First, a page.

Clean-burning building: As the winter rains start to fall, the city has issued a cleanup notice to the owner of the building that burned last July 5 at 320 Flume St. (pictured below). For the past five months the exterior of the burned-out hulk has remained in the same sorry state as the day firefighters rolled up their hoses and drove their fire trucks away. Broken glass, wood, shingles, a small barbeque, metal flashings and material burned beyond identification litter the yard around the building, which was the site of the original Enloe Hospital. Most of the roof is missing, and large strips of sheet metal hang from the broken window frames and the sides of the building.
Last July an old-style electrical connection apparently heated up in the building’s basement, sparking the fire that left three businesses and three dwellers homeless. A strip of the yellow police warning tape cordoning off the site is still attached to the front door. A city code enforcement officer issued the notice on Nov. 19, and some cleanup has taken place.
Dave Purvis , a city building official, said his department is sensitive to issuing such notices to those who’ve suffered a fire loss. But still the owners are responsible for securing damaged buildings that are accessible to transients or the otherwise curious. Owner Roy Ellis is said to be considering rebuilding the structure as another residential/commercial mix.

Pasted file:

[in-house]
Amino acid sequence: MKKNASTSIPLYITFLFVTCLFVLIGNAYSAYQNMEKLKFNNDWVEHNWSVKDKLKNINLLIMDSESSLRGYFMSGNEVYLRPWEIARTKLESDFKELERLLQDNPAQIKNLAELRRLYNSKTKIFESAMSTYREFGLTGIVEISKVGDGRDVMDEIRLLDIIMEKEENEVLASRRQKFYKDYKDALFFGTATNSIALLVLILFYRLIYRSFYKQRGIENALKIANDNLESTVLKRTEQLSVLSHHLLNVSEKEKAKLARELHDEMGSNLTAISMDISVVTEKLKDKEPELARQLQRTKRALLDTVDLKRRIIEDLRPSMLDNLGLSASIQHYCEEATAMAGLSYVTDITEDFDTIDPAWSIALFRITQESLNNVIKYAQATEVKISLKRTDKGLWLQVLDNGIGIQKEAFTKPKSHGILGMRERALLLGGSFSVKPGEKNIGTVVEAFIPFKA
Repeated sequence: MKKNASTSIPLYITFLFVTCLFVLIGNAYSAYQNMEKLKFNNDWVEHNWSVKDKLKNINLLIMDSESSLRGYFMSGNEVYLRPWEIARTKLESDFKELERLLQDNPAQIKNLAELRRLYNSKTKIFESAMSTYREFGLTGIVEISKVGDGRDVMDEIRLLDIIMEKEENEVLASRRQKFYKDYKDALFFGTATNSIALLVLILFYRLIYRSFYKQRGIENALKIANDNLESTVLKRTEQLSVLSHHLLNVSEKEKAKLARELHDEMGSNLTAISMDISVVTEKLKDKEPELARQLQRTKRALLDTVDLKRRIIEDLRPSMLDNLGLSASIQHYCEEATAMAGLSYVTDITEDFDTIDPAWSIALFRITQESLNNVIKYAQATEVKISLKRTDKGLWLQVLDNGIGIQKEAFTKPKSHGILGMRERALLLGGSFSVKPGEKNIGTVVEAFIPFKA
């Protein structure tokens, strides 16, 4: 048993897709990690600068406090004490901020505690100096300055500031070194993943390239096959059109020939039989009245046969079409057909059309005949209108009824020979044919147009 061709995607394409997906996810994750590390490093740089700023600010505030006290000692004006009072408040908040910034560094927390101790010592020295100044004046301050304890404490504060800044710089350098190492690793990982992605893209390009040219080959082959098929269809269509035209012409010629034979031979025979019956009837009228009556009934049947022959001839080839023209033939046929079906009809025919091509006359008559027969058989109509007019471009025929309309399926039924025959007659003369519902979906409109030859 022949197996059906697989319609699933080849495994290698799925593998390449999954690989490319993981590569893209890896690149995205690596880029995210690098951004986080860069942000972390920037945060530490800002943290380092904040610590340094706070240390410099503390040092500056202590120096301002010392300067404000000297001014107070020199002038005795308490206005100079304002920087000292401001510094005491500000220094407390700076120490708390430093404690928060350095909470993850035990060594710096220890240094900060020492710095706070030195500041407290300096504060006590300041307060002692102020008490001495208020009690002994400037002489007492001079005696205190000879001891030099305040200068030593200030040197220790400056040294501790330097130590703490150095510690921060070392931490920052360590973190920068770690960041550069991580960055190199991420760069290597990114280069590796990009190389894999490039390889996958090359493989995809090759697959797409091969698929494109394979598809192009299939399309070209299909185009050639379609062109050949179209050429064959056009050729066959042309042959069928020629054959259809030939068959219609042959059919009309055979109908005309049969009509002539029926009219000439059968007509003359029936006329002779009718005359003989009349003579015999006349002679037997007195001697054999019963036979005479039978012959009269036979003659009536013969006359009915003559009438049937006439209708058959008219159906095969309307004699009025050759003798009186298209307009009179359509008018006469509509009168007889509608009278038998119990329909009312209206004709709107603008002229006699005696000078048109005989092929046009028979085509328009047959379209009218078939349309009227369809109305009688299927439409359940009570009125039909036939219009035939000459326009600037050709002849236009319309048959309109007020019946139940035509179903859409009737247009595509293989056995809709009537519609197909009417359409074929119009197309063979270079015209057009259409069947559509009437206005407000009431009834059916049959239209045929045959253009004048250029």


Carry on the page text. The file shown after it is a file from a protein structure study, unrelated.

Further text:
Stark park on mark to embark: Now that they’ve gotten those bothersome 130-year-old elm trees and the pesky day-time drug dealers out of the way, the city can move ahead with plans to spruce up the downtown City Plaza Park. And that’s exactly what the City Council did at the day-long meeting this week when it voted 7-0 to adopt a mitigated negative declaration (we can live with any environmental degradation that may result) to have the Parks Department return next spring with ideas on how to pay for the renovation and a time frame to put it into place.
With its new centerpiece fountain, public art, new trees and performing arts stage, the price tag will run between $1.5 million and $1.7 million. Work could begin by next summer. Give it a hundred years and it’ll look just like the old park.
Money, honey: Paul Zingg , who will officially start work as Chico State University’s new president on Feb. 1, 2004, will be earning $205,008 annually, plus a $30,000-a-year housing allowance. It may stand out that Zingg’s housing kitty alone is more than many Chicoans’ gross income, but in setting his salary Nov. 19 the California State University Board of Trustees acknowledged that the CSU pays significantly less than comparable public and private schools.
Plus, Zingg is making less than both of his predecessors, Manuel Esteban and the man who will become Zingg’s right-hand man, Provost and Interim President Scott McNall .
Chico State presidents used to chill in the Julia Morgan House near campus at 341 Mansion Ave., but when Esteban came to town he found the conditions lacking and negotiated an allowance to pick his own digs.
Now, the building formerly referred to as the President’s Mansion is the Albert E. Warrens Reception Center.